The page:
Photo: Lai Seng Sin, AP

KUALA LUMPUR, Malaysia (AP) — Divisions within Asia over China’s claims in the disputed South China Sea spilled over Wednesday to a meeting of U.S. and Asian defense ministers, where China insisted the group make no public mention of the strategic waters in a joint declaration intended as a public display of unity.

As a result, a joint statement was canceled. Both host Malaysia and U.S. Defense Secretary Ash Carter discounted the significance of the failure, which reflected a split with China and other Asian nations over the South China Sea issue.

“I had no expectation there would be agreement,” Carter told a news conference, adding that the important point was that the South China Sea was a “persistent topic” of the conference.

“Everybody raised it,” he said.

Carter defended U.S. Navy patrols in the contested waters that China objects to, saying the U.S. has been sailing in the South China Sea for decades to the benefit of regional security and economic prosperity. He said he planned to go aboard the aircraft carrier USS Theodore Roosevelt transiting the South China Sea on Thursday, accompanied by his Malaysian counterpart, Hishammuddin Hussein, as a symbol of the United States’ commitment to promoting stability and prosperity in the Asia-Pacific region.

What’s new and problematic, Carter said, is China’s land reclamation and militarization of reefs and islets.

“What we sign on the joint declaration is not going to resolve the issue of duplicating claims nor is it going to wish vessels that are in the South China Sea away,” Hishammuddin said.

He said that “our concerns are more real … unintended accidents at the high sea, which can spiral into something worse and that we must avoid.” The Southeast Asian grouping will continue to engage China and the U.S. to ensure peace and stability in the region, he said.

Singapore Defense Minister Ng Eng Hen said that the dispute over the joint declaration was due to “differences in phrasing and interpretation.” But he said “all countries agreed on the freedom of navigation and all countries accepted international laws and norms.”

In a statement issued by the host country, Malaysia said the meeting noted the importance of the early conclusion of the code of conduct in the South China Sea — a set of rules meant to govern behavior in the disputed waters — “in order to build mutual trust and confidence, and maintain peace, security and stability in the region.” China has so far dragged its feet in concluding discussions on the code of conduct.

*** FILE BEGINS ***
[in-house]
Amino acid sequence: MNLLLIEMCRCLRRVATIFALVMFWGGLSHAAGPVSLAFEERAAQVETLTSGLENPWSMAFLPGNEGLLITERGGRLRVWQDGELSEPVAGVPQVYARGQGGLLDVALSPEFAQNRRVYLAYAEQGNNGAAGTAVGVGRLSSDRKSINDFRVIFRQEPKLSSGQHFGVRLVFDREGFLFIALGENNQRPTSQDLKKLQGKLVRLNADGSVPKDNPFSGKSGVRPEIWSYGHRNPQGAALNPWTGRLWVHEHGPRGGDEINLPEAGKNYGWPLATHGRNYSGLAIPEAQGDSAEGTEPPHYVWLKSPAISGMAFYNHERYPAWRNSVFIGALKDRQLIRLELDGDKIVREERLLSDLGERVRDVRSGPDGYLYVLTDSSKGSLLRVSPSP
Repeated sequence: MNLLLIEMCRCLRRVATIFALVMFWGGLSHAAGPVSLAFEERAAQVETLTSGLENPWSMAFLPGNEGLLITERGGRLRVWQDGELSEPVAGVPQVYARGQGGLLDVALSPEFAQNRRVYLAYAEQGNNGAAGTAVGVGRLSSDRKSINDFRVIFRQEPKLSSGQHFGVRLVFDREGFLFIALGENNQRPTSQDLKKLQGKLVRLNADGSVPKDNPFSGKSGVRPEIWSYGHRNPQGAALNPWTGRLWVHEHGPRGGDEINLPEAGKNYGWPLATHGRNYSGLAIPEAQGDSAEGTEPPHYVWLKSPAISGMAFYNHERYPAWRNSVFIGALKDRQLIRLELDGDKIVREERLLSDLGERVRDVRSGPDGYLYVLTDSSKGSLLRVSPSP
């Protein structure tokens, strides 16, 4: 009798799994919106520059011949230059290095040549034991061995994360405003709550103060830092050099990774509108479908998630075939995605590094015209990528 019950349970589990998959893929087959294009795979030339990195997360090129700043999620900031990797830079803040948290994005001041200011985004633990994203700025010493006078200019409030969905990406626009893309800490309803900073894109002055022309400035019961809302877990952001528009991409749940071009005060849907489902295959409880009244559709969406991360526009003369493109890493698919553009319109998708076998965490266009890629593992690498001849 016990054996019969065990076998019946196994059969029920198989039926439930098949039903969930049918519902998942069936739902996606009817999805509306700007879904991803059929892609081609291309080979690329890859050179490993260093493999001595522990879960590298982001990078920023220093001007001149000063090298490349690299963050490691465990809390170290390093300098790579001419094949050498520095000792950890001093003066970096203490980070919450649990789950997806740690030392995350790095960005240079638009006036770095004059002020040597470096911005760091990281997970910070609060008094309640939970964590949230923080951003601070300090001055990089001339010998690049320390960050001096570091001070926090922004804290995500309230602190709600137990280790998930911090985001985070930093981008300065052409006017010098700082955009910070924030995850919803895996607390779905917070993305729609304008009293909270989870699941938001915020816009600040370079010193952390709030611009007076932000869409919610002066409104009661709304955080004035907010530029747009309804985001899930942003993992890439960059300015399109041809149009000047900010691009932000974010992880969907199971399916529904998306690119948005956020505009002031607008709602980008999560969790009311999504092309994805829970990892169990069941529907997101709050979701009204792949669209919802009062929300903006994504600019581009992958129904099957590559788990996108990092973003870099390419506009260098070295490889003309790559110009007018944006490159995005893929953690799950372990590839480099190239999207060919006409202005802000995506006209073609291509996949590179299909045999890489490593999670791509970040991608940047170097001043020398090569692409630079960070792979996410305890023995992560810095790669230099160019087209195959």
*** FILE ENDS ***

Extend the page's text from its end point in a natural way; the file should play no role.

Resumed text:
American officials traveling with Carter said that China, which like the United States is not a member of the 10-nation Association of Southeast Asian Nations but was attending the defense ministers’ meeting as an invited partner, was adamant that the meeting’s final public statement omit any mention of the South China Sea. The Americans argued that it would be better to make no joint statement at all rather than issue one that omitted mention of the contentious South China Sea issue.

China’s claims in the South China Sea are disputed by several countries in the region, including Malaysia.

At his news conference, Carter was asked about his meeting Tuesday with Chinese Defense Minister Chang Wanquan, where Chang told Carter that there is a “bottom line” to China’s patience with challenges to its territorial claims in the South China Sea.

Carter noted that in a September visit to the White House, Chinese President Xi Jinping said he has no intention of pursuing militarization of the artificial islands his country is creating in the South China Sea.

“That’s the fundamental point,” Carter said, indicating the U.S. intends to hold Xi to his word.

“We all must mean what we say,” he said.

Carter said he has accepted an invitation by China to visit Beijing next spring.

NONE FOR YOU!—OHIO Remains A Police State

Marijuana Legalization Amendment Fails On Ohio Ballot

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After the rejection of Issue 3, recreational and medical marijuana will not be legalized in the Buckeye State.